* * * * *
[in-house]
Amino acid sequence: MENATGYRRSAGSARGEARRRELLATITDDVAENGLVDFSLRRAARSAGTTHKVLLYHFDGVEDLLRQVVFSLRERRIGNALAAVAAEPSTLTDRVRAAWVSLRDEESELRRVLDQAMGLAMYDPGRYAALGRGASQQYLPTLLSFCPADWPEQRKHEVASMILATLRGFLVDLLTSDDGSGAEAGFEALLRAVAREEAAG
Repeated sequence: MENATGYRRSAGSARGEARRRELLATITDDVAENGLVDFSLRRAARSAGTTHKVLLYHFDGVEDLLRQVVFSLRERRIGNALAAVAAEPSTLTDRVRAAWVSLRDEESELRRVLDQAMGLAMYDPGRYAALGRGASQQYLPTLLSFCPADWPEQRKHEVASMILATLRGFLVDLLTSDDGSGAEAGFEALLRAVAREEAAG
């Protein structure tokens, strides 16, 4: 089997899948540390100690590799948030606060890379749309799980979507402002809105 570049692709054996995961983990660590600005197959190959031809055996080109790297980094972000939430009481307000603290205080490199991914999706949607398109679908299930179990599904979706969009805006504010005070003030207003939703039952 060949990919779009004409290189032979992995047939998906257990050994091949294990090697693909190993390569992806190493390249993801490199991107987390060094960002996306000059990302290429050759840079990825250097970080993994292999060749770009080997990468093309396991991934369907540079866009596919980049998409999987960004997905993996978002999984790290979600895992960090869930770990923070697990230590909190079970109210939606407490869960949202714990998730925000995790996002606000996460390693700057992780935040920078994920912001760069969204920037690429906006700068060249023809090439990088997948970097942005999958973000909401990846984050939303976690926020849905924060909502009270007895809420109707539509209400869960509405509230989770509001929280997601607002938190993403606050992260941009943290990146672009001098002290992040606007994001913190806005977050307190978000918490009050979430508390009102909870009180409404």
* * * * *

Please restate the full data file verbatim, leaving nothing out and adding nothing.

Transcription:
[in-house]
Amino acid sequence: MENATGYRRSAGSARGEARRRELLATITDDVAENGLVDFSLRRAARSAGTTHKVLLYHFDGVEDLLRQVVFSLRERRIGNALAAVAAEPSTLTDRVRAAWVSLRDEESELRRVLDQAMGLAMYDPGRYAALGRGASQQYLPTLLSFCPADWPEQRKHEVASMILATLRGFLVDLLTSDDGSGAEAGFEALLRAVAREEAAG
Repeated sequence: MENATGYRRSAGSARGEARRRELLATITDDVAENGLVDFSLRRAARSAGTTHKVLLYHFDGVEDLLRQVVFSLRERRIGNALAAVAAEPSTLTDRVRAAWVSLRDEESELRRVLDQAMGLAMYDPGRYAALGRGASQQYLPTLLSFCPADWPEQRKHEVASMILATLRGFLVDLLTSDDGSGAEAGFEALLRAVAREEAAG
């Protein structure tokens, strides 16, 4: 089997899948540390100690590799948030606060890379749309799980979507402002809105 570049692709054996995961983990660590600005197959190959031809055996080109790297980094972000939430009481307000603290205080490199991914999706949607398109679908299930179990599904979706969009805006504010005070003030207003939703039952 060949990919779009004409290189032979992995047939998906257990050994091949294990090697693909190993390569992806190493390249993801490199991107987390060094960002996306000059990302290429050759840079990825250097970080993994292999060749770009080997990468093309396991991934369907540079866009596919980049998409999987960004997905993996978002999984790290979600895992960090869930770990923070697990230590909190079970109210939606407490869960949202714990998730925000995790996002606000996460390693700057992780935040920078994920912001760069969204920037690429906006700068060249023809090439990088997948970097942005999958973000909401990846984050939303976690926020849905924060909502009270007895809420109707539509209400869960509405509230989770509001929280997601607002938190993403606050992260941009943290990146672009001098002290992040606007994001913190806005977050307190978000918490009050979430508390009102909870009180409404």